On June 8, 2023, the IRS released Chief Counsel Advice 202323006 (the “CCA”) addressing the tax treatment of wellness indemnity payments made by employer-funded fixed indemnity insurance policies. The CCA generally provides that if an employee receives a wellness indemnity payment under a fixed indemnity health insurance policy and the employee paid the premiums by a pre-tax salary reduction through a cafeteria plan, the payment will be included in the employee’s gross income as wages subject to FICA, FUTA, and Federal income tax withholding to the extent the employee does not have any unreimbursed out-of-pocket medical expenses related to the payment.
This is the fourth CCA the IRS has released on this topic. The IRS previously released CCAs 201622031, 201703013, and 201719025, all of which addressed the taxability of wellness benefits and fixed-indemnity payments.
In the example discussed in the CCA, an employer provided its employees the ability to enroll in a fixed indemnity health insurance policy intended to supplement the employer’s group health coverage. Enrolled employees paid the fixed indemnity policy’s $1,200 monthly premiums with a pre-tax salary reduction through a cafeteria plan. The fixed indemnity health insurance policy provided the following benefits to participants:
- A payment of $1,000 (i.e., a wellness indemnity benefit) if the employee participated in certain health or wellness activities (including obtaining preventive care, such as vaccinations for which the employee had coverage under a separate comprehensive health plan), limited to one payment per month;
- Wellness counseling, nutrition counseling, and telehealth benefits at no additional cost. The employee was responsible for any costs associated with receiving any health-related activity, although in many cases those costs were covered by other insurance or provided at no cost to the employee; and.
- A benefit for each day the employee was hospitalized.
The wellness benefits were all paid from the insurance company to the employer, who then paid the wellness benefits to the employees via payroll.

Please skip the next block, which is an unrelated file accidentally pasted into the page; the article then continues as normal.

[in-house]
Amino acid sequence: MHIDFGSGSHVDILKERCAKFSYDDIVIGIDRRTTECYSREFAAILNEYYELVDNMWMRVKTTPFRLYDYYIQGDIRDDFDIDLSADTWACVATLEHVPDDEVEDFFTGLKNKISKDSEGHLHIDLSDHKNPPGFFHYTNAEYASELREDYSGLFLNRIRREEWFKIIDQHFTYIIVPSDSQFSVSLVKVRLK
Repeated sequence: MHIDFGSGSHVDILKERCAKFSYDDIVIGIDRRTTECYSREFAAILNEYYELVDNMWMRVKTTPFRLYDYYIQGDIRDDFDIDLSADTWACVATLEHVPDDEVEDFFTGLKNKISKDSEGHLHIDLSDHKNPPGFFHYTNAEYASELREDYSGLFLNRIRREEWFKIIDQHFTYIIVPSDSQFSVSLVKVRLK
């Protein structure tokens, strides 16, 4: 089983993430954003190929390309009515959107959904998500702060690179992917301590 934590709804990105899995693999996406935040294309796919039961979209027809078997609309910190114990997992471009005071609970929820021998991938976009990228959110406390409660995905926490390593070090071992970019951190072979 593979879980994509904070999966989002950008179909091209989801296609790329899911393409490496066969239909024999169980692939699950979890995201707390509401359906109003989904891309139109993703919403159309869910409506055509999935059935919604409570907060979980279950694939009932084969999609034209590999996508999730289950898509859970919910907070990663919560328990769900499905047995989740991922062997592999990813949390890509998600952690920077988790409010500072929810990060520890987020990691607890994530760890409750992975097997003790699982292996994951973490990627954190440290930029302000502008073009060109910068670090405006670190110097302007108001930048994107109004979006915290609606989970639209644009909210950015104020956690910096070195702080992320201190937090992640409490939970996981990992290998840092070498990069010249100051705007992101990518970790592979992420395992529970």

The IRS specifically focused on the taxability of the wellness indemnity benefit and concluded that the wellness indemnity benefit was taxable income to the employee and subject to FICA, FUTA, and Federal income tax withholding if the employee had no unreimbursed out-of-pocket medical expense related to the payment. The IRS noted the following in reaching its conclusion:
- The employee did not qualify for the tax exclusion under Code section 105(b) because the employee (1) was entitled to receive the wellness indemnity benefit regardless of whether he/she incurred medical expenses and (2) did not have any unreimbursed medical expenses as a result of the activity that triggered the payment because either the payment did not cost the employee anything or the employee was reimbursed for the cost by other insurance coverage.
- The employer provided the wellness indemnity benefit to the employee in connection with the employee’s employment, and thus the benefit was remuneration treated as “wages” subject to FICA, FUTA, and Federal income tax withholding. The IRS reasoned that:
- The wellness indemnity benefit did not qualify for any exclusion from Federal income tax withholding because the payments were not sick pay (because the payments were not dependent upon an absence from work), and there were no other applicable exceptions from the definition of wages subject to Federal income tax withholding under Code section 3401(a) that could have applied.
- The wellness indemnity benefit did not qualify for any exclusions from the definition of “wages” under FICA because:
- although the payments may have been made on account of sickness or accident disability, they were not received under a workers compensation law (making the exclusion under Code section 3121(a)(2)(A) inapplicable).
- the payments were not made on account of medical or hospitalization expenses in connection with sickness or accident disability (making the exclusion under Code section 3121(a)(2)(B) inapplicable).
- the payments are includable in the employee’s gross income (making the exclusion under Temp. Treas. Reg. sec. 32.1(d)(1) inapplicable).
- The wellness indemnity benefit did not qualify for the Code section 3306(b)(2)(A) exclusion from FUTA because, although the payments may have been made on account of sickness or accident disability, they were not received under a workers compensation law.
Although a CCA is not formal guidance that may be used or cited as precedent, it does provide an indication of the IRS’s views on an issue. Whether the IRS will publish formal guidance on this topic remains to be seen. However, based on the fact that four CCAs were issued on this topic, this does seem to be an area of continued IRS focus.
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